And snakes hidden away in the grotto as the only way out would proudce a squeal or two.
This 14th century castle and Victorian mansion in Tunbridge Wells is home to a sprawling estate and stunning gardens.
It is also surrounded by a functional moat. So while contestants can enjoy the stunning view and classy living quarters, there's ample opportunity for celebs to face trials that will leave them soaked.
Kayaking, swimming and bridge building have all feagtured on series gone by and the moat would provide ample opportunity.
This Tudor artillery fortress was built under King Henry VIII to defend from a French and Spanish alliance raiding across the Deal coastline.
However, as medieval disputes died down, the castle and its illustrious gardens became the perfect weekend away for lords and ladies alike.
But don't let it's classy appearance fool you - the castle is actually much more rugged than you would think. Gun ports and canons once adorned the perimeter of these grounds to protect from any oncoming intruders.
This itself could be excellent inspiration for a spry trial taker; whether that's dodging (soft) canon balls fired by Ant and Dec atop the castle walls or musket wack-a-mole with pop-up soldiers storming the fort from across the channel.
Built in 1180, this medieval fort has acted as both a grand home for Henry II and a stronghold for the anti-royal side of the Second Baron's War where they had to raid local shipments of food to stay alive.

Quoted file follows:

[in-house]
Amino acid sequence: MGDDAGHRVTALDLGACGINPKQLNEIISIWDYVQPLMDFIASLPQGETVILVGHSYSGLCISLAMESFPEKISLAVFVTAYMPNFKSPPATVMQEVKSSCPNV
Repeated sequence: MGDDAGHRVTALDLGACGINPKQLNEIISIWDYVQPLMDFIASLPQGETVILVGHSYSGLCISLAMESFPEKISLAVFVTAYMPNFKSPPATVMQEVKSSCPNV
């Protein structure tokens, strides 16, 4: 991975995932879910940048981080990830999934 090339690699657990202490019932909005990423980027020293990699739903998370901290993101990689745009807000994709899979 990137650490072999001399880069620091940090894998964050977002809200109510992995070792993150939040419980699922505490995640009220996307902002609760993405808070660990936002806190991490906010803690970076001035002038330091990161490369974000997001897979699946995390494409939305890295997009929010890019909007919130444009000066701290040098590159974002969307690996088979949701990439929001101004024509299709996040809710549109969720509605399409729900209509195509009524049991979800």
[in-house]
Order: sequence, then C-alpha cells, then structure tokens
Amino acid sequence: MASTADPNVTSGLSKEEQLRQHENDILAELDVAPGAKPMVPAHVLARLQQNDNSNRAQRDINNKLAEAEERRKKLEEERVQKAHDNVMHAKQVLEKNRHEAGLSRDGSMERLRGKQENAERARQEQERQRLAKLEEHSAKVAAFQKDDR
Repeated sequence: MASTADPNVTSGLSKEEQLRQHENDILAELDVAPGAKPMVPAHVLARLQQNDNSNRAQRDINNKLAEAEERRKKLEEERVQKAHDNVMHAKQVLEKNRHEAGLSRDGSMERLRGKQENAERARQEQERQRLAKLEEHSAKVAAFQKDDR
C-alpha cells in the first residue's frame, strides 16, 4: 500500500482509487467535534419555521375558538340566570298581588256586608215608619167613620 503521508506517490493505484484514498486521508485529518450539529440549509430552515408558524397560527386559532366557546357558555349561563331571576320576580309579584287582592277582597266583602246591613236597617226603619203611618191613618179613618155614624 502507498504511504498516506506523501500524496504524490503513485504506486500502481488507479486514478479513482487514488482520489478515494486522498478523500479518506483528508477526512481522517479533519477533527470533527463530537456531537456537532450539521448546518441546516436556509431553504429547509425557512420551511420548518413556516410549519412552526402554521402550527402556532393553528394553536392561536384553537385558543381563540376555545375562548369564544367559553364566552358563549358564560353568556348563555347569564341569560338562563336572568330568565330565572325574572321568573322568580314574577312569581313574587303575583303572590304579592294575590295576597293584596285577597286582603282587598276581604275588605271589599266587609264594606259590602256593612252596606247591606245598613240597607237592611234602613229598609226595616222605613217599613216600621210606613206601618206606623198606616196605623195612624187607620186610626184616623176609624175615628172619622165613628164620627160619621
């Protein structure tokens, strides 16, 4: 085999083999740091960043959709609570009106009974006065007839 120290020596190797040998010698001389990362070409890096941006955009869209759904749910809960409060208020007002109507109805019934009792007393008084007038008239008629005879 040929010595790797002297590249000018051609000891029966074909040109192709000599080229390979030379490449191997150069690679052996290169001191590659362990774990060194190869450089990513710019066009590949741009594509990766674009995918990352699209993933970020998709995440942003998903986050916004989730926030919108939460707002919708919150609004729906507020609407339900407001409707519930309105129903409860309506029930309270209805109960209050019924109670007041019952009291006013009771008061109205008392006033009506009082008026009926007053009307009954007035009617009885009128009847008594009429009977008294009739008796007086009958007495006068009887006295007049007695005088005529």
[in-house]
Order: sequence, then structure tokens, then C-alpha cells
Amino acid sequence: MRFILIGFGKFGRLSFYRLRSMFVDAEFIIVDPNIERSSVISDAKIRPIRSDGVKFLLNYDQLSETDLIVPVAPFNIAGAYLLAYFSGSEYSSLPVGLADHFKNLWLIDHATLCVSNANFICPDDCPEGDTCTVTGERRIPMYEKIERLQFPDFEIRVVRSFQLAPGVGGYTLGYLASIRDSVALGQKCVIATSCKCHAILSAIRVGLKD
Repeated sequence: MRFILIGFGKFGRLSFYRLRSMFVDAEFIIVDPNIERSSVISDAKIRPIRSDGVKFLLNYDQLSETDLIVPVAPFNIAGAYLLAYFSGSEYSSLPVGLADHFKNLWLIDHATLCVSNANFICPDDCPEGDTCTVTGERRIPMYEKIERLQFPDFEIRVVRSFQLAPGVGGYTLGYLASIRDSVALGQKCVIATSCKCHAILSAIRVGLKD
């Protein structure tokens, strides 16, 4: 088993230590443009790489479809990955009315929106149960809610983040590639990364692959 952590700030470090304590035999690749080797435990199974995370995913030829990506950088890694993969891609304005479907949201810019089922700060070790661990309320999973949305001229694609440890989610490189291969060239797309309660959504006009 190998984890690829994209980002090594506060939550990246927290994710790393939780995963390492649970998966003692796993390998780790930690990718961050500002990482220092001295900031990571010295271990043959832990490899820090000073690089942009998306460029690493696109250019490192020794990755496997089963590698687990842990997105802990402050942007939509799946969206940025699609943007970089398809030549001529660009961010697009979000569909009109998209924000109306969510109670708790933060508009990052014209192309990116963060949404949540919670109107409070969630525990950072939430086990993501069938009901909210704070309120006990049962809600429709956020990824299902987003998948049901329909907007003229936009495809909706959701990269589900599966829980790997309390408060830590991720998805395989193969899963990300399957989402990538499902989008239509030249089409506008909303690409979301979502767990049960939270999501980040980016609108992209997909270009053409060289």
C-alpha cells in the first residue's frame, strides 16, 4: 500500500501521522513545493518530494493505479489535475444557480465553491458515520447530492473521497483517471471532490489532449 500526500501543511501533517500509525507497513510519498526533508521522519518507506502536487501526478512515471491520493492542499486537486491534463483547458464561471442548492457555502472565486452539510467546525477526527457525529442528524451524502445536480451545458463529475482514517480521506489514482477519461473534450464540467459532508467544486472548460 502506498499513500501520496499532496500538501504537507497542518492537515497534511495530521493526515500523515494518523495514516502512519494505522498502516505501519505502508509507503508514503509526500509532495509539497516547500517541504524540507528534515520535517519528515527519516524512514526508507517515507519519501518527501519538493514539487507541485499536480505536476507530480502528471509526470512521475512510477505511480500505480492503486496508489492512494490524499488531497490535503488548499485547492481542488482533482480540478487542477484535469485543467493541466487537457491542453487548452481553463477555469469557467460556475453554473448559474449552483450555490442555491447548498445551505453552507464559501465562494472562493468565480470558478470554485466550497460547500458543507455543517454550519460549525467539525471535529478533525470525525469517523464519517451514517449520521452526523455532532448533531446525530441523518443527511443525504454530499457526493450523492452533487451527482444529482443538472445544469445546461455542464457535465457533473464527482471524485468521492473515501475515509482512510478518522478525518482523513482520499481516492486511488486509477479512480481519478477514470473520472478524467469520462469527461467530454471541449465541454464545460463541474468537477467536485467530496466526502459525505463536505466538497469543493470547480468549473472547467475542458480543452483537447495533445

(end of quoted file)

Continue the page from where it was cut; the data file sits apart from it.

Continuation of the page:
The castles vibrant history also extends to the 20th century, where it was used as a fort in both world wars with air raid shelters on the grounds spanning three miles.
Abseiling down the White Cliffs might be too dangerous but there are plenty of other opportunities for vomit inducing trials, with the dark medieval tunnels and bunkers that could hide a creepy crawly or two.
Overlooking the English Channel, a water sport or two would be easy to arrange.
This Edenbridge castle takes all the best bits of the castles above and combines them - it's classy, has a lake, gardens and a vibrant history.
Originally built in 1270 as medieval defensive castle, it was the childhood home of Anne Boleyn, Henry VIII’s second wife, and her powerful family between the 1500s and 1600s. However, it was passed to King Henry's fourth wife, Anne of Cleves, in 1557.
Much like Leeds Castle, Hever has a history of medieval tournaments and mazes for visitors to navigate - including maze path surrounded by water, which could make for entertaining TV.
And with a spectacular lake on the grounds, the lovely still waters would be a relaxing Friday night watch with a nice warm cuppa as contestants fall into them during a boating or zip-line trial.
While the tunnels in Dover and the bare walls of Rochester together would have made a perfect fit, the castles in Kent are a little to lavish for the celebrities.
Letting them sleep in the former bedrooms of King Henry VIII and wander the gardens of Walmer Caslte is hardly a challenge.
Maybe we're better off pitching for Bake Off...